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New collagen plant will harvest hides

The joint venture, NZ Life Sciences, bought and was expanding a facility and its 16ha of land, called the Oxville Farms Abattoir, from the Anderson family at Marua, near Hikurangi.
On the Kiwi side were Northland transport operator Scott Massey, manager Chazz Edwards and genetics adviser Ian Walsh, of the Falkirk Foundation at Pio Pio, King Country. Huruiki Angus breeder Brandon Edwards, of Helena Bay, said he had been involved with the project for six months and his Maori core values were closely aligned with what the partners had planned.
He was convinced the firm would pay a substantial premium for cattle that qualified and that pharmaceutical companies would be the source of that premium. NZ cattle farmers were already doing most of the closed herd requirements, having not introduced foreign genetics or viruses and electronically tracked animals from birth. Products from a closed herd had to be traced back to a specific certified animal, its parents, its health and its food supply. McCloy said a veterinarian would need to certify each cattle beast as free of diseases before it was slaughtered, in addition to the Ministry for Primary Industries meat inspection afterwards. Only the hide would cross a sealed partition into the sterile biochemical processing to extract collagen, where the standards were more akin to a hospital operating theatre. Harvesting collagen would not begin until the dead animal had been inspected and passed. Farmers would need to declare and verify where and when that cattle beast had been during its life, its animal health treatments, plus go back several generations and be subject to independent auditing of that trail.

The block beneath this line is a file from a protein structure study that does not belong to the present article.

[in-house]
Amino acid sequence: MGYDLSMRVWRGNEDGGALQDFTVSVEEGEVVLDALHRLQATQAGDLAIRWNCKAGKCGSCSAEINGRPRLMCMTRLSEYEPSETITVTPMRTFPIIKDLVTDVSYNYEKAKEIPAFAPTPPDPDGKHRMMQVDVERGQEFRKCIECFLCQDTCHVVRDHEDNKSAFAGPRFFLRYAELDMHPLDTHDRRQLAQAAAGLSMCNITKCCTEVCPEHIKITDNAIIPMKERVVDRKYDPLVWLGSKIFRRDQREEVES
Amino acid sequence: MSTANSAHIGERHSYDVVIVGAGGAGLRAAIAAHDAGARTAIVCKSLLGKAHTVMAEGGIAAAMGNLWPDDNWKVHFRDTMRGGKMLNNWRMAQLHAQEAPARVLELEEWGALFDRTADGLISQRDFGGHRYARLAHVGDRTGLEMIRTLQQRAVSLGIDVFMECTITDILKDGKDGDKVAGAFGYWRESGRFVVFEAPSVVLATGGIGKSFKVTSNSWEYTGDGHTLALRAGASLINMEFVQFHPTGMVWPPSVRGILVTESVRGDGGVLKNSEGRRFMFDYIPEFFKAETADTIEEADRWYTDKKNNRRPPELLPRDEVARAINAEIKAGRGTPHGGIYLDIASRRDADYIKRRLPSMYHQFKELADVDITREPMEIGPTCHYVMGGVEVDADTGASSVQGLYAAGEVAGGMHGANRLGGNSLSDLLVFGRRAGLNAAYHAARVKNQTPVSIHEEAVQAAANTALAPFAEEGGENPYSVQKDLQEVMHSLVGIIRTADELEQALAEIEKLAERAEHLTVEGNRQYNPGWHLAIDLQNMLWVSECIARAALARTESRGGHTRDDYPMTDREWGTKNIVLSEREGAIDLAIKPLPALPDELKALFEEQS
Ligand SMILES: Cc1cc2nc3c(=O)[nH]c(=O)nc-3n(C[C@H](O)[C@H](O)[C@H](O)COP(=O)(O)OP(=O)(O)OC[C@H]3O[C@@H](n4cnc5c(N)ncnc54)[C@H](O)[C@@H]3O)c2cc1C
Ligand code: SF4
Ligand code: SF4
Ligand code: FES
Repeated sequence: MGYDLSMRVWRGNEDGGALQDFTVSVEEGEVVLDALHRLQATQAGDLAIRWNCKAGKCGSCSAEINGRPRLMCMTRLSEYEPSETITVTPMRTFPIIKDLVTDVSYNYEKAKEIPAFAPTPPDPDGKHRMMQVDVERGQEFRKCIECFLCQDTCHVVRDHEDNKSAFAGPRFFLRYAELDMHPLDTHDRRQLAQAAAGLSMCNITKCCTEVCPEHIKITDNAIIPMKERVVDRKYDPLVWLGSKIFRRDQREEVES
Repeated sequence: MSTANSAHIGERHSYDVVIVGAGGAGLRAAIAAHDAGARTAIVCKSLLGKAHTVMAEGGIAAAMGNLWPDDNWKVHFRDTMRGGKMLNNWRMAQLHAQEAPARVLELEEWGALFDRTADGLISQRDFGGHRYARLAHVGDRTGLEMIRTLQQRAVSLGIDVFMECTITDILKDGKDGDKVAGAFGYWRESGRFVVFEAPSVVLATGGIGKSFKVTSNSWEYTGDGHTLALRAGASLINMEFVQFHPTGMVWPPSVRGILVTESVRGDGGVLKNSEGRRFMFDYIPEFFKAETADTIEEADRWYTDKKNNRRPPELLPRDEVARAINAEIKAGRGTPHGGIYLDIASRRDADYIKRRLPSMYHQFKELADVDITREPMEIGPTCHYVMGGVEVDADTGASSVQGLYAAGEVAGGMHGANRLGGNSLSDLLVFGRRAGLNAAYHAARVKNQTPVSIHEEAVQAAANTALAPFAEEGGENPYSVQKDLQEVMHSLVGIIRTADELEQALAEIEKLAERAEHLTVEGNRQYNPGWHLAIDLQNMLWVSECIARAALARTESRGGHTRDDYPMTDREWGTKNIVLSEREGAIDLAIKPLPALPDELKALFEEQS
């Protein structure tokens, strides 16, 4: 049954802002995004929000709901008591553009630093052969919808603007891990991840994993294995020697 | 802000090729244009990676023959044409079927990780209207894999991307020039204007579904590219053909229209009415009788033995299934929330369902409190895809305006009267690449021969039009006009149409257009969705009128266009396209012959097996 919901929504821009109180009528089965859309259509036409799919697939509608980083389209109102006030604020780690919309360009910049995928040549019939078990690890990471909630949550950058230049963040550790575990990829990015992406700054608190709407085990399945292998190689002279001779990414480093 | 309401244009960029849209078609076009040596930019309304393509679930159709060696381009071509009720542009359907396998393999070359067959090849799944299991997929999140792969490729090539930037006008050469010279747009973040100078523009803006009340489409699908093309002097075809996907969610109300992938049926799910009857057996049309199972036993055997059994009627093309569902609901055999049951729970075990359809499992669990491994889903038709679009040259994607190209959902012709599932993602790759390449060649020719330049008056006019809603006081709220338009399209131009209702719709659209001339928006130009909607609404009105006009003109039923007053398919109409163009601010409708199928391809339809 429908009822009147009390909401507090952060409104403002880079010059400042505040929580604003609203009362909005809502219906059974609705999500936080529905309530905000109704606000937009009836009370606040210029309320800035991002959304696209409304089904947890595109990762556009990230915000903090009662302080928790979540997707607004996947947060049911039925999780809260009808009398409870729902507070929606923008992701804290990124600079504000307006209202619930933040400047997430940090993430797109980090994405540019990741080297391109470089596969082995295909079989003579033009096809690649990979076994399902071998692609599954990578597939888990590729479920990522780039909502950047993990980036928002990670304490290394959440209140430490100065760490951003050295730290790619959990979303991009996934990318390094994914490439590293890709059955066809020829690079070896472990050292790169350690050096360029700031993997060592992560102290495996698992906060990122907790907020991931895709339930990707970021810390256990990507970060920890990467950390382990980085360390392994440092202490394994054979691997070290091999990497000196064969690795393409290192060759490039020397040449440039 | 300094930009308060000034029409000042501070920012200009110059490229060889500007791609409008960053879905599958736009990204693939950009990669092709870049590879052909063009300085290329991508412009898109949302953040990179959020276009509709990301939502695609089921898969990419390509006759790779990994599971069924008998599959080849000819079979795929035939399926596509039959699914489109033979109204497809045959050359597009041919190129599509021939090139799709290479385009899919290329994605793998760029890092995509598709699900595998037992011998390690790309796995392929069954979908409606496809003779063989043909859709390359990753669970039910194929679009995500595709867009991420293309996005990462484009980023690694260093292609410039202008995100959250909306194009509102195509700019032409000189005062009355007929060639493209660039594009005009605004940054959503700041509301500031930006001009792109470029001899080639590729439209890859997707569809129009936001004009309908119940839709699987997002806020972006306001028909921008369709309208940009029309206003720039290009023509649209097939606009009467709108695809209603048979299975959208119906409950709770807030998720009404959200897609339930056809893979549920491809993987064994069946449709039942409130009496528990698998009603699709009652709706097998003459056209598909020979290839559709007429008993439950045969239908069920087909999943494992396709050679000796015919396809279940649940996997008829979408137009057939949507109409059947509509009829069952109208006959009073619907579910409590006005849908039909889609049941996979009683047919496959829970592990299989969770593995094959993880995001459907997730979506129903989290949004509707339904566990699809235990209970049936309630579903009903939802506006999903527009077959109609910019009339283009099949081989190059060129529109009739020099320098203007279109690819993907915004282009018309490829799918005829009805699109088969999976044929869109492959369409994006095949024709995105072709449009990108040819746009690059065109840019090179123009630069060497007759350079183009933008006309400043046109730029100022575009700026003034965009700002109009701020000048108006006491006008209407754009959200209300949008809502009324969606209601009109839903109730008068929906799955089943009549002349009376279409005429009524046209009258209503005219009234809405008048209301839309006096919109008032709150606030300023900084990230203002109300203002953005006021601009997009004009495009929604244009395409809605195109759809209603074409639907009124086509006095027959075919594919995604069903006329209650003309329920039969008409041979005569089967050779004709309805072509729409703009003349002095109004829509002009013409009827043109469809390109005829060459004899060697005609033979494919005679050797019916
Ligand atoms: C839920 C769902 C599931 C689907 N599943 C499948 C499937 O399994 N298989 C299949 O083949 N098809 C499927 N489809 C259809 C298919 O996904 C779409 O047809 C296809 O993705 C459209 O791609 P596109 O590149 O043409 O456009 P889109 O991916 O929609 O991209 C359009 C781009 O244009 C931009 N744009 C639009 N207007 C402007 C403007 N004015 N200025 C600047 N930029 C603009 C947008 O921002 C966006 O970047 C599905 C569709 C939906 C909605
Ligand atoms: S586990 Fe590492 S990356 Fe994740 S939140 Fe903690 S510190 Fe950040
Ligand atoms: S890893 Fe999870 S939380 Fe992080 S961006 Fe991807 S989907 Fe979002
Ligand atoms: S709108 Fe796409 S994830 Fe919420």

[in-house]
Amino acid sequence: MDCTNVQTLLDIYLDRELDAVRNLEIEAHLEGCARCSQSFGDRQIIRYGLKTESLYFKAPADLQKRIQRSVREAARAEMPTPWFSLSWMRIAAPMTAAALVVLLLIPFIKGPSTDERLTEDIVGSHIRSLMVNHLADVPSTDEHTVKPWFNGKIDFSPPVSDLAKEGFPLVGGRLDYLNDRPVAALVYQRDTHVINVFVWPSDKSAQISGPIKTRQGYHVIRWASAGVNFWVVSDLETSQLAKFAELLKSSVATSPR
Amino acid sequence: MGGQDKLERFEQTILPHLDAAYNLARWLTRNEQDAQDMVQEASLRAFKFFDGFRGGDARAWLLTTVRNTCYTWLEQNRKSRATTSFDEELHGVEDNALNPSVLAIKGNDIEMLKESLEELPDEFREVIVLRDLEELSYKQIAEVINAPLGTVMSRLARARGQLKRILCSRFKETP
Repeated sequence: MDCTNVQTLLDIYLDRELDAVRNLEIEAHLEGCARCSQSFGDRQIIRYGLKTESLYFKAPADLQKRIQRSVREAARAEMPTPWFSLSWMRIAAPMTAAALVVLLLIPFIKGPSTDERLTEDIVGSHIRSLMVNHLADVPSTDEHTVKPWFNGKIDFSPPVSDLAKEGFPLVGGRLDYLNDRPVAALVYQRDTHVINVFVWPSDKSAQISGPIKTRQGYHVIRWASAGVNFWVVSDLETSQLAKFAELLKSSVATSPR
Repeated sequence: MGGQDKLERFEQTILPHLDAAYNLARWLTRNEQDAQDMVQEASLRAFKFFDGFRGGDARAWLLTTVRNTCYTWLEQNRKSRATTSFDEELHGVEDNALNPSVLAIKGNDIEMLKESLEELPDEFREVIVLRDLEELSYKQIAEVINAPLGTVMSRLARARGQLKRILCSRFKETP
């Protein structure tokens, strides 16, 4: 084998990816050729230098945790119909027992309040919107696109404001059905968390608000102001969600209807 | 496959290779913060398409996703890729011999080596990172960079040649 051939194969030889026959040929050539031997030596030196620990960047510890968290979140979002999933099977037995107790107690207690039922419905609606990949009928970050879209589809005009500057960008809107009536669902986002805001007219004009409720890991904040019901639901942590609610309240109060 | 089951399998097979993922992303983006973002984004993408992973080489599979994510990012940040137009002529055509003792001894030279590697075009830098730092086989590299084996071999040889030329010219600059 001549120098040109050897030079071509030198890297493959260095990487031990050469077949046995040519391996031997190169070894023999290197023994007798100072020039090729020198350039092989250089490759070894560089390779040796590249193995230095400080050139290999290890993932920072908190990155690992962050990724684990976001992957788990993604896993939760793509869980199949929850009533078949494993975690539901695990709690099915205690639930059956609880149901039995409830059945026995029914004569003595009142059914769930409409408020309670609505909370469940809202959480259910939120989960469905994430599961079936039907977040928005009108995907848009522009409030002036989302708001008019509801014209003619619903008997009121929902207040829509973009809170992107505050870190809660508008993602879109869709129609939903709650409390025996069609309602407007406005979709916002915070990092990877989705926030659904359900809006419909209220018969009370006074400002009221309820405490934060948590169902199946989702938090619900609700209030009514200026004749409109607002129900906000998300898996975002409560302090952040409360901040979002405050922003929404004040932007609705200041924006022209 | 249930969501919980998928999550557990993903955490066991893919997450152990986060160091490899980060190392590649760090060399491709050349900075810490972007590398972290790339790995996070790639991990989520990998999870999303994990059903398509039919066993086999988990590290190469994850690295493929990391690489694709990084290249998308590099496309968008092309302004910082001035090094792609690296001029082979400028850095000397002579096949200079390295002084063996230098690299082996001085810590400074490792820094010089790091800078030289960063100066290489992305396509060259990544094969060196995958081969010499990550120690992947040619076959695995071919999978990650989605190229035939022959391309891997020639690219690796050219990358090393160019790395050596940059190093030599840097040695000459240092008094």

Only five to 10 animals meeting those strict standards would be killed and processed each day. Operations would begin in July, Edwards said. Another US partner, Dr Roy Nelson, chief scientific officer at Bovine Collagen Products, said all the protocols were designed to prevent animal diseases crossing into humans. As the world found out, bovine spongiform encephalopathy could lead to brain disease in humans and NZ was one of only three countries that never had BSE. Now bovine leukaemia virus was suspected of a role in human breast cancer but NZ did not have that virus either Massey said the partnership would pour about $10 million into the venture, starting with the purchase of Oxville plus new buildings and improvements. His ambition was to build a laboratory in or near Whangarei where collagen could be made into bandages and suture.
The end game was the supply of spare parts for humans on bases from animal products, he said. Major meat and by-products companies in NZ, such as Silver Fern Farms and Lowe Corporation, already supplied bovine collagen.

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